As I’ve stood behind customers, in the moment before they experience a business’
Web site for the first time, I’ve been poignantly aware of all the expectations they
have poised in their fingertips as they anticipate swinging into action once the
home page downloads.
I have found that, basically, customers expect a Web site to improve the ser-
vice they receive from the business in question. To a customer, this means getting
things done easier, faster, and smarter. As soon as customers download a Web site,
they expect to experience something superior; they expect businesses to have
applied this great, new technology to enhance their service experience and to help
them, personally, get things done.
And what does it mean to get things done? Well, let’s put ourselves in the cus-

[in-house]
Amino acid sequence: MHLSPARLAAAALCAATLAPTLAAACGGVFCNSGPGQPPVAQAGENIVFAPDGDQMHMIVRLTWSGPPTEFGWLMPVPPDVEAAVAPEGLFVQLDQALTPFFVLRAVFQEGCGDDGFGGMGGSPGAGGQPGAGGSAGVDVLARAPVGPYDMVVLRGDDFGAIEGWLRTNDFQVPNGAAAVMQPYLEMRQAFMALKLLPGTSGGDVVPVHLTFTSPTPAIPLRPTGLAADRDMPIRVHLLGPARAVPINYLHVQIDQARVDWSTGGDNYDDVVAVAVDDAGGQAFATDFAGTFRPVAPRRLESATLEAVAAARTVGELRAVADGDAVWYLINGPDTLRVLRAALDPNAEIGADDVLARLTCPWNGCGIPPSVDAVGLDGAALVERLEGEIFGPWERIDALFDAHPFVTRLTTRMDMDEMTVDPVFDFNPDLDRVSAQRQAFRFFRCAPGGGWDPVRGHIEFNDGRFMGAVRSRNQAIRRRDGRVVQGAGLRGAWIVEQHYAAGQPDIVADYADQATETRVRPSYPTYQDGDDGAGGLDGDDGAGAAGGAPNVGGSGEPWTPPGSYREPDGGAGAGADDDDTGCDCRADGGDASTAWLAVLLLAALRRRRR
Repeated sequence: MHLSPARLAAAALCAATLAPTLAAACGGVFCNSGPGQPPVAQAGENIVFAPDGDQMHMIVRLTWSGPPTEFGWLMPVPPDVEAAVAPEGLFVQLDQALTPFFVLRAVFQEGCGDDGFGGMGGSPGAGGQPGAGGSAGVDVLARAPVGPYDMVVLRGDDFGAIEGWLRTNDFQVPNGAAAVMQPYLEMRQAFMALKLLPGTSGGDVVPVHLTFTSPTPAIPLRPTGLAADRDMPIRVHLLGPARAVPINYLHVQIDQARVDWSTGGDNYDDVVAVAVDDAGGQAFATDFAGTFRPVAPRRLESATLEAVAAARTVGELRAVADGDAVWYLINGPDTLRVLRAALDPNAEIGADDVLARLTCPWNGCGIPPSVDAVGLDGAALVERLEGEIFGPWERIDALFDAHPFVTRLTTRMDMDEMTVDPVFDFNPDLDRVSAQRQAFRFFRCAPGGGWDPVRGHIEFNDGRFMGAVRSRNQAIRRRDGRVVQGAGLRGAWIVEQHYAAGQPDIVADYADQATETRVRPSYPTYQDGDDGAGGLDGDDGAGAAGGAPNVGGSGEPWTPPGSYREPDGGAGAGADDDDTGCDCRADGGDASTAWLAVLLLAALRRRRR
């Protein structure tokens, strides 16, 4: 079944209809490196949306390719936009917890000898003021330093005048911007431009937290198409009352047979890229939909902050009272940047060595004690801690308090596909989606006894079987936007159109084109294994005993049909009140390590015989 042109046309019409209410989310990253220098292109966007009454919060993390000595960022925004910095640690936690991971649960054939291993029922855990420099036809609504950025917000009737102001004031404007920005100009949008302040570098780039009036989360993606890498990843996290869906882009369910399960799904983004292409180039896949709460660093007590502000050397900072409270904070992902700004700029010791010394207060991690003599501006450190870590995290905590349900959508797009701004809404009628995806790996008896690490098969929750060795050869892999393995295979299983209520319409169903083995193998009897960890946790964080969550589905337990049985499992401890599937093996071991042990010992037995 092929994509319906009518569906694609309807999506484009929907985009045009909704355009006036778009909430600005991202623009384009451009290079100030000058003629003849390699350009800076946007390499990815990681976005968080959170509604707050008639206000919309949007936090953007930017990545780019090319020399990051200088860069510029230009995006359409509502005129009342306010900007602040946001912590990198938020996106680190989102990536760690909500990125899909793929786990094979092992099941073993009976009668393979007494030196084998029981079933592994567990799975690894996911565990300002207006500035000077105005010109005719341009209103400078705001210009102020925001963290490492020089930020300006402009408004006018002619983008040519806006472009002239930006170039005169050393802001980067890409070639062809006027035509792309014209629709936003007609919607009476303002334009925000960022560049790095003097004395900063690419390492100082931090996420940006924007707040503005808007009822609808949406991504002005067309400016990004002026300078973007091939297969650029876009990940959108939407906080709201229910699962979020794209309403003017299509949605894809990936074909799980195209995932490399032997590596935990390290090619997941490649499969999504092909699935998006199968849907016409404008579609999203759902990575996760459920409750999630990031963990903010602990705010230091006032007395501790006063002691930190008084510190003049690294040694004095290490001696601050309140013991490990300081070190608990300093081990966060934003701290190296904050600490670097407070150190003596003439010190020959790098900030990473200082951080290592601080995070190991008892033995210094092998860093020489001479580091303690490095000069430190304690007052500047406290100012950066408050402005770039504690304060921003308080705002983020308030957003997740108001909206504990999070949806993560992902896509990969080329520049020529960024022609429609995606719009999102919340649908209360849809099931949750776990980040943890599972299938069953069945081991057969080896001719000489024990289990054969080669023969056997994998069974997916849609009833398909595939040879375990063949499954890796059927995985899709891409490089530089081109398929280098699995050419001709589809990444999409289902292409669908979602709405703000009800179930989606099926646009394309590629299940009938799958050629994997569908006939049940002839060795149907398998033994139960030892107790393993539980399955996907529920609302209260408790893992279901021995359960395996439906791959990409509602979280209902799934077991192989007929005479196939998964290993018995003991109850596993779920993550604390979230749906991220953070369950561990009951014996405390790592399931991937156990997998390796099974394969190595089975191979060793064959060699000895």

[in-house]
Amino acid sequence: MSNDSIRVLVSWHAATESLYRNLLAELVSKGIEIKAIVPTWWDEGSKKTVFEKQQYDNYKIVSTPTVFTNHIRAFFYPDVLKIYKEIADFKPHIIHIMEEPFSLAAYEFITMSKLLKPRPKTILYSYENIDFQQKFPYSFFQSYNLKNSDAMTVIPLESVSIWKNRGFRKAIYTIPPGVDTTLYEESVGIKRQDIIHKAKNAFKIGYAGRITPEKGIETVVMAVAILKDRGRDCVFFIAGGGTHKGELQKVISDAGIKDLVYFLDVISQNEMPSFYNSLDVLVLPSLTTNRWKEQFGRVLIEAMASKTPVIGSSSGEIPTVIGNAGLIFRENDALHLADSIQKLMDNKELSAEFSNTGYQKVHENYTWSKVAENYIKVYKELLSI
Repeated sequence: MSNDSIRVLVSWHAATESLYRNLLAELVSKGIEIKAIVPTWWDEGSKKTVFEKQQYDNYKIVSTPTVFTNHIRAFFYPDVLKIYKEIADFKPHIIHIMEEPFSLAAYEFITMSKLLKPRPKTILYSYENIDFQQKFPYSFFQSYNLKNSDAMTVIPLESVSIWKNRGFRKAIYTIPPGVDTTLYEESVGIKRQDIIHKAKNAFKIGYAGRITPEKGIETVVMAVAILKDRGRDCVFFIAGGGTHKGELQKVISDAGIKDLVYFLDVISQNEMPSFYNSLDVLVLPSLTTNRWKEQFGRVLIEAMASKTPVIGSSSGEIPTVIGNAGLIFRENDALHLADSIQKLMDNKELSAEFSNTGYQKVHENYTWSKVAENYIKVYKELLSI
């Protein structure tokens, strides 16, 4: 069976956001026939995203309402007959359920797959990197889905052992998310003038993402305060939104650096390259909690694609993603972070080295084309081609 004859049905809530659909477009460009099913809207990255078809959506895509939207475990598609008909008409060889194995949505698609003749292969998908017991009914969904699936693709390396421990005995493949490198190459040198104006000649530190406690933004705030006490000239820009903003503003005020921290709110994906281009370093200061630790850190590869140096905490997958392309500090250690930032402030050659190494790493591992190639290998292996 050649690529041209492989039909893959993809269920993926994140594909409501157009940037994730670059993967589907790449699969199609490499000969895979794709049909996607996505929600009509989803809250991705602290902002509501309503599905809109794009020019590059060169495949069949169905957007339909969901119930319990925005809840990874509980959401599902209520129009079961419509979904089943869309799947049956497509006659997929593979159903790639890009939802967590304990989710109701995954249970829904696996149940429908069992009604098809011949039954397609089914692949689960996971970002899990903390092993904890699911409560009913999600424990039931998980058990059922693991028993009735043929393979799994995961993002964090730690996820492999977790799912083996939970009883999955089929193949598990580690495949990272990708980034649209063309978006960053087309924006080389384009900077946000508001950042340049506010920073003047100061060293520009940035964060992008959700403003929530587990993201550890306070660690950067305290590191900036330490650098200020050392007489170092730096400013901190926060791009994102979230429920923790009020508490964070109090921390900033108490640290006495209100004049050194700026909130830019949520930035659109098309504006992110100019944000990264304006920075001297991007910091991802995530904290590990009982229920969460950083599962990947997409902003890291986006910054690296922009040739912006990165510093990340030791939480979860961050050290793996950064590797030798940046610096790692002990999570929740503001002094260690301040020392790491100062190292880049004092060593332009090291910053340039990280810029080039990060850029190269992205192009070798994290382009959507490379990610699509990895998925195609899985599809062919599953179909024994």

tomers’ shoes for a moment and think about the things they need to do to find, set
up, and maintain the services they need.
Consider things you have to do as part of everyday life: managing your
finances, looking for a place to live, refinancing the mortgage, setting up cover for
the new car or home, putting in a second phone line, setting up an electricity
account, advising of a changed address, remembering birthdays and organizing
gifts, ordering stuff you can’t find in the shops, getting someone to come and fix
something, and understanding how something works even when you’ve got the
instructions spread all over the place.
Sound familiar? Now, consider customers in pursuit of superior customer ser-
vice on the Web. What are the types of things they want to do while on a business’
In a nutshell, customers want e-services that are better,
faster, and smarter. And you may only get one chance
to provide them.
WHAT CUSTOMERS WANT
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They will want to seek out pertinent information and ask questions, evaluate
alternatives, make choices, and make things happen as quickly as they can once
they’ve made up their minds. And, once they’ve made a decision, they want to be
kept in the loop